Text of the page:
Walk, bike and drive safely along the Green Line

Explore the Green Line in videos and photos

Trisha Volpe · ·

When the Green Line launches on Saturday, June 14, people driving, bicycling or walking along the 11-mile route can expect to see more police officers and stepped-up traffic enforcement along the line, which connects downtown St. Paul and downtown Minneapolis via University Avenue.

The road striping along the route and traffic enforcement signs are new in downtown St. Paul and along University Avenue, although they're found in other parts of the Twin Cities along the Blue Line in Minneapolis and the Northstar commuter line.


Metro Transit officials say they want people to pay extra attention to signs and signals they may not have seen before.

"What we're really asking people to do is pay attention to their surroundings," says Metro Transit Police captain Jim Franklin. "Watch the signs and obey the signs."

The light rail travels through downtown Minneapolis on Friday, May 16, 2014. | Caroline Yang / For MPR News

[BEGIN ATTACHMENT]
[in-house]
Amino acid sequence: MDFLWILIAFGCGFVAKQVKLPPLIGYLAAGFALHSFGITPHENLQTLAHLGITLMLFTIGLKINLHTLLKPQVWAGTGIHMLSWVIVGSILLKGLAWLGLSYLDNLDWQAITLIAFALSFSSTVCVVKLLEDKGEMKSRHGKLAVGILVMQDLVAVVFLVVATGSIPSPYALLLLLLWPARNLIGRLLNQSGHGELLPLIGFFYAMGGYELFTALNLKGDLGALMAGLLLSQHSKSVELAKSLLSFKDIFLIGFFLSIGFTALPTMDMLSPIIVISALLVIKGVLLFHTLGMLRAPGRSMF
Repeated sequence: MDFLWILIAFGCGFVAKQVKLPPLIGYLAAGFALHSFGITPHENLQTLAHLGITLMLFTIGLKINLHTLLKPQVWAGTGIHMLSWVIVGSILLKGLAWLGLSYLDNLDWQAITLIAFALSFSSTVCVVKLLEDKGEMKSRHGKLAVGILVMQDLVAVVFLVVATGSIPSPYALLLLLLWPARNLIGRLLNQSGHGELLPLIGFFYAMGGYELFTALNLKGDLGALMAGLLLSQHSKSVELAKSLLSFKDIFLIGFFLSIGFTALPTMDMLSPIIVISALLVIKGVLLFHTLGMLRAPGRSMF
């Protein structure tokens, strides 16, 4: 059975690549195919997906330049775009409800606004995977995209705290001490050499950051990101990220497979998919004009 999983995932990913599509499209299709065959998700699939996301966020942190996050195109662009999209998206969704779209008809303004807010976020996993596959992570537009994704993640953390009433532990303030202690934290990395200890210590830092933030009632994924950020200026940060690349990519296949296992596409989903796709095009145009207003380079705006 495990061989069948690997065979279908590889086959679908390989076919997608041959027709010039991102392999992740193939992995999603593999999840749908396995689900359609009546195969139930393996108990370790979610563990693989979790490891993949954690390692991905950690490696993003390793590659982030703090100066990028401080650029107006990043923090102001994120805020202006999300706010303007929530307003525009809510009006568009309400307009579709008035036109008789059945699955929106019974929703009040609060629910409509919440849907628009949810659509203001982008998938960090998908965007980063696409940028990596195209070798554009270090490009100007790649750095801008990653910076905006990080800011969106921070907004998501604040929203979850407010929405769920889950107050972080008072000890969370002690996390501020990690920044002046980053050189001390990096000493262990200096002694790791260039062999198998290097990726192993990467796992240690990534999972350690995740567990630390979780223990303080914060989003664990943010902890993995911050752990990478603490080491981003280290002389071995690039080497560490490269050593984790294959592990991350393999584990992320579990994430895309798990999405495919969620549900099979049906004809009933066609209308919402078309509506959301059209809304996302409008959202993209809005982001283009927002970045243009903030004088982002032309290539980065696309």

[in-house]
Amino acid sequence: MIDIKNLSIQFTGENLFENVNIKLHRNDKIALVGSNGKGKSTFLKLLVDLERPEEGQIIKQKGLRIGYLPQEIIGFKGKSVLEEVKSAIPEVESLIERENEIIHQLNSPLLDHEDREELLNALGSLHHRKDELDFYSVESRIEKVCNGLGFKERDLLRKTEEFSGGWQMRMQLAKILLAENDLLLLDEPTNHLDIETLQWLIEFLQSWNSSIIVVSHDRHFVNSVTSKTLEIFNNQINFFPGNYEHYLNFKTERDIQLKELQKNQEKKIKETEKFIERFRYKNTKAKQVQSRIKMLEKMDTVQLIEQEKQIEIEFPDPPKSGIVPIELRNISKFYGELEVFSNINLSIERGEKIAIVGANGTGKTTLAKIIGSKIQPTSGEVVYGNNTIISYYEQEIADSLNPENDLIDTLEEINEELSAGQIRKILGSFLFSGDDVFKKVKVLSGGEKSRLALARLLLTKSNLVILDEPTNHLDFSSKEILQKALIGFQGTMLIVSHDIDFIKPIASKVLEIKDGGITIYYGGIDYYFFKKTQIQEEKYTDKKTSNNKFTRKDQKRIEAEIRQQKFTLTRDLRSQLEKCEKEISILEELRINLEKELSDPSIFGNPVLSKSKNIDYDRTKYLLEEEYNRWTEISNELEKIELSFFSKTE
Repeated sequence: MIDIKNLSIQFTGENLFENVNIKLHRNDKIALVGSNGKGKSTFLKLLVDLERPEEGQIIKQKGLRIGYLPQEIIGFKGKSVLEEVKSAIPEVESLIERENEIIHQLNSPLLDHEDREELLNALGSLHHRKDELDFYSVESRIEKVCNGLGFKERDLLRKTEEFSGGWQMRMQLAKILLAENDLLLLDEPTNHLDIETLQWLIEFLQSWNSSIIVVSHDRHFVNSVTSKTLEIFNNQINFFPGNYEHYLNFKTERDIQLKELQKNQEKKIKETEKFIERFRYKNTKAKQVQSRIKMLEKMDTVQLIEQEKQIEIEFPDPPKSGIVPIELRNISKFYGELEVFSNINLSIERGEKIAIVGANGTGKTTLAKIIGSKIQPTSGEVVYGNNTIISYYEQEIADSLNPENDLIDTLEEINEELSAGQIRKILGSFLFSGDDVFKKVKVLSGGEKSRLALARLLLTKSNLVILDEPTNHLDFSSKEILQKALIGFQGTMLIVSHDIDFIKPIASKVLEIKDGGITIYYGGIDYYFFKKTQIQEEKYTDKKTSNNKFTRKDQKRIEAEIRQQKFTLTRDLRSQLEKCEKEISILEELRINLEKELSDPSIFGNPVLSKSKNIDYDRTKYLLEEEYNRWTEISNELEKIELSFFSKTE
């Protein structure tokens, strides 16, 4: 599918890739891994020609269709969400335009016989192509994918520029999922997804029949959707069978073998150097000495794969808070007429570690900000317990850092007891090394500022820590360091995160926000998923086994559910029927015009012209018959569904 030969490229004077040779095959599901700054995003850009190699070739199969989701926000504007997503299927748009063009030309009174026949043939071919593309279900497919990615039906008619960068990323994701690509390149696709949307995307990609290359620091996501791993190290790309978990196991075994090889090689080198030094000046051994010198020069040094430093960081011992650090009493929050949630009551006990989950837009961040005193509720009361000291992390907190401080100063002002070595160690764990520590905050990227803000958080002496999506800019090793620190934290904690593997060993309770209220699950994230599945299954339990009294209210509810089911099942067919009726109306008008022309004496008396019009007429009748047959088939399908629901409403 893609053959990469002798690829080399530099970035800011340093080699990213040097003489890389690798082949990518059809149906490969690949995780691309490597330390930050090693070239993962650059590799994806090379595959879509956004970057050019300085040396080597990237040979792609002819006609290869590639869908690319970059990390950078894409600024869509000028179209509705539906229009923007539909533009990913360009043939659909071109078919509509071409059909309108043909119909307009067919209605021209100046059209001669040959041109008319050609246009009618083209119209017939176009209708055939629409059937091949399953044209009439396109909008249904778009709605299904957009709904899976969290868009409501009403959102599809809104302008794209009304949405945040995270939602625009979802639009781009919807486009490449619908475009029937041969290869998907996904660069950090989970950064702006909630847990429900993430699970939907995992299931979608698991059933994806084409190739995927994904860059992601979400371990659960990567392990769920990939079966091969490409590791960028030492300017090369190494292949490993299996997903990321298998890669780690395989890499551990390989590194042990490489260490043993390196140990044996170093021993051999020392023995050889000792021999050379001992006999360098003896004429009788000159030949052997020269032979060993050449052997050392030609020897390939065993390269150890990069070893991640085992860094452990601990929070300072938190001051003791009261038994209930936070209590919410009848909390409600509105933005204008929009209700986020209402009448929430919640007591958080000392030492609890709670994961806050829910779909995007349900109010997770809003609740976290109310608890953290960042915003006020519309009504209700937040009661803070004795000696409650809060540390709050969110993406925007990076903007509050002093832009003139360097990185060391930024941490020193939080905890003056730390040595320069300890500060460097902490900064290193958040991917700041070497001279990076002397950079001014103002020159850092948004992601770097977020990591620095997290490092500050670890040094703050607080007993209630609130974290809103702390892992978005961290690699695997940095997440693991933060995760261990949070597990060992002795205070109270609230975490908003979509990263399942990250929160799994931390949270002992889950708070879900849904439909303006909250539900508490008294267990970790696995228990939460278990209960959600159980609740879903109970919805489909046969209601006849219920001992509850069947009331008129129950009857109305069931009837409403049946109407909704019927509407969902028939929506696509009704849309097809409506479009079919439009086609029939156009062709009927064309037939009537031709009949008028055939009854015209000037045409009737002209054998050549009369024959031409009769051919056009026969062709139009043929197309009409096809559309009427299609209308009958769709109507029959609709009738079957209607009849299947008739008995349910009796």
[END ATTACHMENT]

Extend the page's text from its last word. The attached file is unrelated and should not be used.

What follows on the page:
There will be 22 police officers dedicated to patrolling the line and surrounding community.

During the test period, which started in May, Green Line trains have been running every ten minutes. There have been three accidents involving cars making improper turns at busy Green Line intersections, according to Metro Transit police - but there are no reports of accidents involving test trains and bicyclists or pedestrians.

For more information about safety along the Green Line and a list of all the signs and signals and what they mean: www.metrotransit.org/green-line-safety

Passengers get off the light rail in downtown Minneapolis on Friday, May 16, 2014. | Caroline Yang / For MPR News

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Disclosure: Minnesota Public Radio and the Metropolitan Council are negotiating ways to reduce noise and vibrations from the newly built light rail line outside MPR headquarters under a contract agreed to in 2009.